If you think that your animal might be suffering from arthritis either book in to see one of our vets or alternatively ask to see one of our trained nurses for a mobility clinic.
Dr Nicola Williams BVSc
If your cat or dog goes missing you’re much more likely to be reunited if they have been microchipped. Unlike collars or tags which can be removed or lost, a microchip is a surgically implanted and is a permanent form of identification that can help vets, the SPCA and/or the council find an injured, stolen or lost pet’s owner.
As the name would suggest, a microchip is a small device equivalent in size to a grain of rice. Our vet staff are experienced in implanting microchips and can perform the procedure on your cat or dog quickly and safely.
Why and when you should get your pet microchipped
Essential to linking the pet and owner, microchipping can be done during a consultation or in conjunction with a spaying or neutering. The sooner your pet is microchipped and registered, the sooner your pet will be linked to you.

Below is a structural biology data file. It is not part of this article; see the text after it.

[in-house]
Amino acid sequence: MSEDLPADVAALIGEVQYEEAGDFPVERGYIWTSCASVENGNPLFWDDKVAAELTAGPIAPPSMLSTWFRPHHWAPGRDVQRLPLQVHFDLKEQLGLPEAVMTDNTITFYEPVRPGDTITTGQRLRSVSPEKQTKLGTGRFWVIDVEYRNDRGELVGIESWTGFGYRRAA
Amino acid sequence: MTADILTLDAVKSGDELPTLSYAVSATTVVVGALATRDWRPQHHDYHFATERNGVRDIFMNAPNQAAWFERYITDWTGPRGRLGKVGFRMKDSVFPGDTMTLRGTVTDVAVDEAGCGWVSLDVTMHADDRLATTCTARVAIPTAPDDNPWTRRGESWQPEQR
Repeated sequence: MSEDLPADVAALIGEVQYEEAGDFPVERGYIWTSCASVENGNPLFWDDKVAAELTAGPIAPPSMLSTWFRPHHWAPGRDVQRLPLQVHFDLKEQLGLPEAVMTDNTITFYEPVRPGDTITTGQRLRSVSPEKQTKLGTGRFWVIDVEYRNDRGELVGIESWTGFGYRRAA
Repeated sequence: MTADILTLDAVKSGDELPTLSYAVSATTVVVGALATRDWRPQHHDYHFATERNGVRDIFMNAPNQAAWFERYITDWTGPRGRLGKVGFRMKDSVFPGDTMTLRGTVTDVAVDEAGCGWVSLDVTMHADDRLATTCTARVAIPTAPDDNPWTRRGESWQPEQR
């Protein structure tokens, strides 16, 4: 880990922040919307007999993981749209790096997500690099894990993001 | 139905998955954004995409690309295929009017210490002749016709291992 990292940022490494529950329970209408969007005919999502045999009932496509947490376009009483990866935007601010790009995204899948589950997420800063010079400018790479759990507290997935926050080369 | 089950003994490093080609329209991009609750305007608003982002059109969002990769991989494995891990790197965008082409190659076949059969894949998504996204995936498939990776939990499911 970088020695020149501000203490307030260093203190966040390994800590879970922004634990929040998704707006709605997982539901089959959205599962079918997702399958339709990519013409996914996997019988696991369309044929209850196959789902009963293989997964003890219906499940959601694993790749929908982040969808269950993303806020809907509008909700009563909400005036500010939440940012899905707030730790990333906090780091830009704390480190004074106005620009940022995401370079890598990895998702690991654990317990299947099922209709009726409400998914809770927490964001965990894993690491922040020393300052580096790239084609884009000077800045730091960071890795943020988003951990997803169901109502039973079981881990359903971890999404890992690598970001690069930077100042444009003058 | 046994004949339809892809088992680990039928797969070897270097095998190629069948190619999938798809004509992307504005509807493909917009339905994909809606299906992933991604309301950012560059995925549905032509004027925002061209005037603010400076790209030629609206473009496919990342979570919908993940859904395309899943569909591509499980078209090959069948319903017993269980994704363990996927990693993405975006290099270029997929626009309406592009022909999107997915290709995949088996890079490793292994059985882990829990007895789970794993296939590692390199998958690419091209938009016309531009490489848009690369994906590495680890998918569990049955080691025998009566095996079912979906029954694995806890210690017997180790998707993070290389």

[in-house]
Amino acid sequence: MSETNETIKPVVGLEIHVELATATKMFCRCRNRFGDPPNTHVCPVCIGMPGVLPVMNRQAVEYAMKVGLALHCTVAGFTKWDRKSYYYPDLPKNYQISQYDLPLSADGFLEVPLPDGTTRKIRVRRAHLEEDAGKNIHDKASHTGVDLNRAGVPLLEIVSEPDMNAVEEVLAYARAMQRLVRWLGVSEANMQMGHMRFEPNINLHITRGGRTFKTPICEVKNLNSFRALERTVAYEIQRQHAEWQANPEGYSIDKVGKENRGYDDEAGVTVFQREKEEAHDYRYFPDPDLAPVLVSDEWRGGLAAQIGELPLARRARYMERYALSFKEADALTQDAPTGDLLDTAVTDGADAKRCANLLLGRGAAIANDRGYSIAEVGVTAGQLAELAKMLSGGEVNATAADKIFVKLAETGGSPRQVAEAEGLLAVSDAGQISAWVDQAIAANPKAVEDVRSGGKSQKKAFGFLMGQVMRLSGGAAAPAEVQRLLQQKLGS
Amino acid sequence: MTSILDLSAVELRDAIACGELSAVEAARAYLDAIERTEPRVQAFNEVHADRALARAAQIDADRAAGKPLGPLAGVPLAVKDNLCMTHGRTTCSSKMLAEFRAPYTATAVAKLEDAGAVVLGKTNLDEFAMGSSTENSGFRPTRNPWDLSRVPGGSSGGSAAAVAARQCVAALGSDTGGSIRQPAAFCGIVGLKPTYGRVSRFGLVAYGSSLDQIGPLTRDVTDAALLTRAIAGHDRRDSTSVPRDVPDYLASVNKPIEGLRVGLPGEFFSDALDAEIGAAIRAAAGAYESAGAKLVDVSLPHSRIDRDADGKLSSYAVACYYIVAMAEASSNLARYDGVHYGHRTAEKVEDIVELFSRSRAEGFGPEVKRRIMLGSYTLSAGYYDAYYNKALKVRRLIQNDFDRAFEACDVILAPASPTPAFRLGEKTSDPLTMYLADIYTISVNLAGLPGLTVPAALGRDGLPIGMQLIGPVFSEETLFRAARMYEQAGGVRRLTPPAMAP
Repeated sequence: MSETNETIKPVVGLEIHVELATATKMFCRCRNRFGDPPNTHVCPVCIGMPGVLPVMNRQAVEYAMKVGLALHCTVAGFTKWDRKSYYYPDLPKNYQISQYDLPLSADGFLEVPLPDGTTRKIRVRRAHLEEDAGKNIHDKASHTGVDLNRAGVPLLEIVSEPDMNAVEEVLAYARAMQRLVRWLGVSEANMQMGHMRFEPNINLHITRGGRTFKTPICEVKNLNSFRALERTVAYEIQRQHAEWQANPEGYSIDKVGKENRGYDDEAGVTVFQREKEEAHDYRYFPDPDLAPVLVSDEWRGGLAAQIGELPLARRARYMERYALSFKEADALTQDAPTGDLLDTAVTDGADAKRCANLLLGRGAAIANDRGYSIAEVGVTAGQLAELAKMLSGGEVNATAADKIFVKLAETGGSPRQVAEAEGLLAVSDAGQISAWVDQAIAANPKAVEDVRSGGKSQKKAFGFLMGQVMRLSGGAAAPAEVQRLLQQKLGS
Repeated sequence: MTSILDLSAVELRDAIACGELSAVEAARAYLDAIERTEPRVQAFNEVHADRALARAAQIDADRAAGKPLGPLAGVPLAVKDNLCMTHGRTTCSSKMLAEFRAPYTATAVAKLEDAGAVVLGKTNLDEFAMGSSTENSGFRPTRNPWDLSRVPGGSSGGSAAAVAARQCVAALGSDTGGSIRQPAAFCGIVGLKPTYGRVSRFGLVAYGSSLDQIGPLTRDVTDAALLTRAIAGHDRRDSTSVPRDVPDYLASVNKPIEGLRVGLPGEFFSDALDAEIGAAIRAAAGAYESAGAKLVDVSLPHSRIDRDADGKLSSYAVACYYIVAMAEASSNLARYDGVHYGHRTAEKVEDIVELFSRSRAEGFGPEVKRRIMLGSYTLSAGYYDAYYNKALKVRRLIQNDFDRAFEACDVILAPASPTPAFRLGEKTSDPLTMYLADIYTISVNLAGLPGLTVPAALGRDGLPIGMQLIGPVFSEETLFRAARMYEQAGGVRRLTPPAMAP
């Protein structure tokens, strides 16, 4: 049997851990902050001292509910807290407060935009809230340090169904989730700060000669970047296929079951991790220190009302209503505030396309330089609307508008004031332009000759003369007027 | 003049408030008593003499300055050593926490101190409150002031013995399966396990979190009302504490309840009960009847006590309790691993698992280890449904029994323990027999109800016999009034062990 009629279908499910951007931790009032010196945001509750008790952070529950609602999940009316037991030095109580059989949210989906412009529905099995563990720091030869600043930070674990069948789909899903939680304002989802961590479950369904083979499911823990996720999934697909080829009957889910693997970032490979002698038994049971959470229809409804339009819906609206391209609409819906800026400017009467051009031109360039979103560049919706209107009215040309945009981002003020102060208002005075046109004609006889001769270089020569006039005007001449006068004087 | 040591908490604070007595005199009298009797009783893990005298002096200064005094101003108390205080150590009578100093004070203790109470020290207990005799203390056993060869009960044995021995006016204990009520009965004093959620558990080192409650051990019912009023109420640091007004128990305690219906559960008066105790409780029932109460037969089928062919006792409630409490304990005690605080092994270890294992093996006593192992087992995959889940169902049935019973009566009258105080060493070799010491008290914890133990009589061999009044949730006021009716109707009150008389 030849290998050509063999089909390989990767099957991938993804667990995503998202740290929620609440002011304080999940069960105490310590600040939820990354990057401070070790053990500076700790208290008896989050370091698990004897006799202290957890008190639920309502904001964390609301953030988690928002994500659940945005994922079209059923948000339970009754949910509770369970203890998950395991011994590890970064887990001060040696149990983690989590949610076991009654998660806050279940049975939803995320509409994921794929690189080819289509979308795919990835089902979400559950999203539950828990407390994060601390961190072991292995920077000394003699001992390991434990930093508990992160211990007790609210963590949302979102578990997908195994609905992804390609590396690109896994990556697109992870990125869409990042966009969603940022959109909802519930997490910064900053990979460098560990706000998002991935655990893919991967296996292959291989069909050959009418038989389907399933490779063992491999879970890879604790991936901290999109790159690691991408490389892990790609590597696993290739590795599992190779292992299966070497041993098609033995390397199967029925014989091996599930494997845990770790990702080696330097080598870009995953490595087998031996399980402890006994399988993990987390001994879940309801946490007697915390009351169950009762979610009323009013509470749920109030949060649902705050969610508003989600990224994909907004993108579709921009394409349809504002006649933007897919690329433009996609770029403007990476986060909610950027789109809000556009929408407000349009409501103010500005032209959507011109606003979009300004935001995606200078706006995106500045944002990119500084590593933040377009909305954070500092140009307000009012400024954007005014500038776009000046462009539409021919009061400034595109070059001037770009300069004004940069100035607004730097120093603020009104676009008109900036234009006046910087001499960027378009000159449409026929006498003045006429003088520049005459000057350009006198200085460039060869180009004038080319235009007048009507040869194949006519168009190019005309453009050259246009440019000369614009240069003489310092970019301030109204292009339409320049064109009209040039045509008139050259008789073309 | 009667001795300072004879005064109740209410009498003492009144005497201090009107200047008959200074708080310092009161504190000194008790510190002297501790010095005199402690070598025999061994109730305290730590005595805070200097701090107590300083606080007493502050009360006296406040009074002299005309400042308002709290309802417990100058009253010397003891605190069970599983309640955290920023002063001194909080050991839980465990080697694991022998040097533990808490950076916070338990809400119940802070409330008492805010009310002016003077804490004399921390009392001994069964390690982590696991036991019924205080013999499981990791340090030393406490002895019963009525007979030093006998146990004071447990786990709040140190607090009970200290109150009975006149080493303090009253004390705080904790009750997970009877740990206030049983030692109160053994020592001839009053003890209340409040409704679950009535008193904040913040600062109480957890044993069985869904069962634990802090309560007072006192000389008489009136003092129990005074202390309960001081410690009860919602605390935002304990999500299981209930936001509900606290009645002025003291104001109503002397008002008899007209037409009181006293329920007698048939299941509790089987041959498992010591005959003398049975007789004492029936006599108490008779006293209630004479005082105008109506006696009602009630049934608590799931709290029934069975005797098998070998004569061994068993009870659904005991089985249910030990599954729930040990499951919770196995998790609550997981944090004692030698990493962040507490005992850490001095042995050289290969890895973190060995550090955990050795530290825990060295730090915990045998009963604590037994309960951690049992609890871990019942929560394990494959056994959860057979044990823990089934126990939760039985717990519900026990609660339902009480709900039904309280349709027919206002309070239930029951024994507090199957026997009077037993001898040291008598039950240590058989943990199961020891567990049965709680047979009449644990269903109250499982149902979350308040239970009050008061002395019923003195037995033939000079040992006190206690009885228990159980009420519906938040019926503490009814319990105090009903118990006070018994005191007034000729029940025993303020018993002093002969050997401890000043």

Reasons to have your pet microchipped:
- It’s against the law for pet dogs over three months of age not to be microchipped
- Over 80% of lost microchipped pets are successfully reunited with their owners
- The pet owner’s details can be added to the local council database and New Zealand Companion Animal Register (NZCAR)
- Microchipping is a simple procedure
- Microchips generally last the lifetime of a pet
- Owners of injured pets can be contacted more readily, resulting in quicker treatment
For more information about microchipping check out the New Zealand Companion Animal Register here.
Staff Showcase – Wendy Dixon BVSc
Meet Wendy. She is a highly experienced vet who joined our team in 2014. Before moving back to New Zealand, Wendy worked and trained in the UK, where she took part in a 3-year course studying classical homeopathy that was attended by a number of other veterinarians and physicians. After completing this course, Wendy achieved her veterinary acupuncture qualification in 2005. Wendy’s passion for holistic medicine is a true asset to our practice, where she sees first opinion cases and handles acupuncture and homeopathy referrals. In her free time, Wendy enjoys organic gardening and spending time with her daughters. Between the three of them, the family has managed to assemble a small zoo of pets, ensuring there is never a dull moment in the Dixon household.
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Disclaimer: This email contains comments of a general nature only and is not intended to be a substitute for professional veterinary advice.